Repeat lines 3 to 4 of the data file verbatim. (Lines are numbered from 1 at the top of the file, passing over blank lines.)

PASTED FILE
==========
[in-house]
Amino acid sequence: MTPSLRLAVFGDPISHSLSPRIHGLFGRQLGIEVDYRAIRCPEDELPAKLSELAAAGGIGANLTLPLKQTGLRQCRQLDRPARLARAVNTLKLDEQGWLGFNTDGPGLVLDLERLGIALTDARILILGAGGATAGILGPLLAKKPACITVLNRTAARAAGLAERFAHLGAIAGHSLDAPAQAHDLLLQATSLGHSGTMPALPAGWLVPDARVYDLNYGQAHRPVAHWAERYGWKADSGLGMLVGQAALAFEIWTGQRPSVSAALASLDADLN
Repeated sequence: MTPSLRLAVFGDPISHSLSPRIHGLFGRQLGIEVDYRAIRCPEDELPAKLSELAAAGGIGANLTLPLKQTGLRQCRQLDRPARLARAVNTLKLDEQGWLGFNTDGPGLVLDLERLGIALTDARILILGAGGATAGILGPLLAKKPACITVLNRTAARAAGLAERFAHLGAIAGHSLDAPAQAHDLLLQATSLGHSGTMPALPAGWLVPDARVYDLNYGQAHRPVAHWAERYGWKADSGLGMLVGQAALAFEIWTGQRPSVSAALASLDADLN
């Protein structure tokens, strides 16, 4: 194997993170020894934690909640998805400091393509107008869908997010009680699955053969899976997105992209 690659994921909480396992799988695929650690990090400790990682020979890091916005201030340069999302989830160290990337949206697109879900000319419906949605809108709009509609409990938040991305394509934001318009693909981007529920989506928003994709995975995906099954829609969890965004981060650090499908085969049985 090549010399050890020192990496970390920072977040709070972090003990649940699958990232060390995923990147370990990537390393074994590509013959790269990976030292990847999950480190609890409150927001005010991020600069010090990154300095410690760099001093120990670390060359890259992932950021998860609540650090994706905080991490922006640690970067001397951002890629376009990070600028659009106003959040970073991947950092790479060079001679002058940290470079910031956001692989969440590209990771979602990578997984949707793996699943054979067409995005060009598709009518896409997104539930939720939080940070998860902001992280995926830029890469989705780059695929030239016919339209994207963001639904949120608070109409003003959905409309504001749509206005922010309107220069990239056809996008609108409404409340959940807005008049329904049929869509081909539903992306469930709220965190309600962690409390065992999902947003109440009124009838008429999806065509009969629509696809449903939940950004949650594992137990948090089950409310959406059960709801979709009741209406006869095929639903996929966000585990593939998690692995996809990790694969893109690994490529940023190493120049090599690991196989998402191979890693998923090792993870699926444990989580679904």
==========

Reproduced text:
Repeated sequence: MTPSLRLAVFGDPISHSLSPRIHGLFGRQLGIEVDYRAIRCPEDELPAKLSELAAAGGIGANLTLPLKQTGLRQCRQLDRPARLARAVNTLKLDEQGWLGFNTDGPGLVLDLERLGIALTDARILILGAGGATAGILGPLLAKKPACITVLNRTAARAAGLAERFAHLGAIAGHSLDAPAQAHDLLLQATSLGHSGTMPALPAGWLVPDARVYDLNYGQAHRPVAHWAERYGWKADSGLGMLVGQAALAFEIWTGQRPSVSAALASLDADLN
């Protein structure tokens, strides 16, 4: 194997993170020894934690909640998805400091393509107008869908997010009680699955053969899976997105992209 690659994921909480396992799988695929650690990090400790990682020979890091916005201030340069999302989830160290990337949206697109879900000319419906949605809108709009509609409990938040991305394509934001318009693909981007529920989506928003994709995975995906099954829609969890965004981060650090499908085969049985 090549010399050890020192990496970390920072977040709070972090003990649940699958990232060390995923990147370990990537390393074994590509013959790269990976030292990847999950480190609890409150927001005010991020600069010090990154300095410690760099001093120990670390060359890259992932950021998860609540650090994706905080991490922006640690970067001397951002890629376009990070600028659009106003959040970073991947950092790479060079001679002058940290470079910031956001692989969440590209990771979602990578997984949707793996699943054979067409995005060009598709009518896409997104539930939720939080940070998860902001992280995926830029890469989705780059695929030239016919339209994207963001639904949120608070109409003003959905409309504001749509206005922010309107220069990239056809996008609108409404409340959940807005008049329904049929869509081909539903992306469930709220965190309600962690409390065992999902947003109440009124009838008429999806065509009969629509696809449903939940950004949650594992137990948090089950409310959406059960709801979709009741209406006869095929639903996929966000585990593939998690692995996809990790694969893109690994490529940023190493120049090599690991196989998402191979890693998923090792993870699926444990989580679904």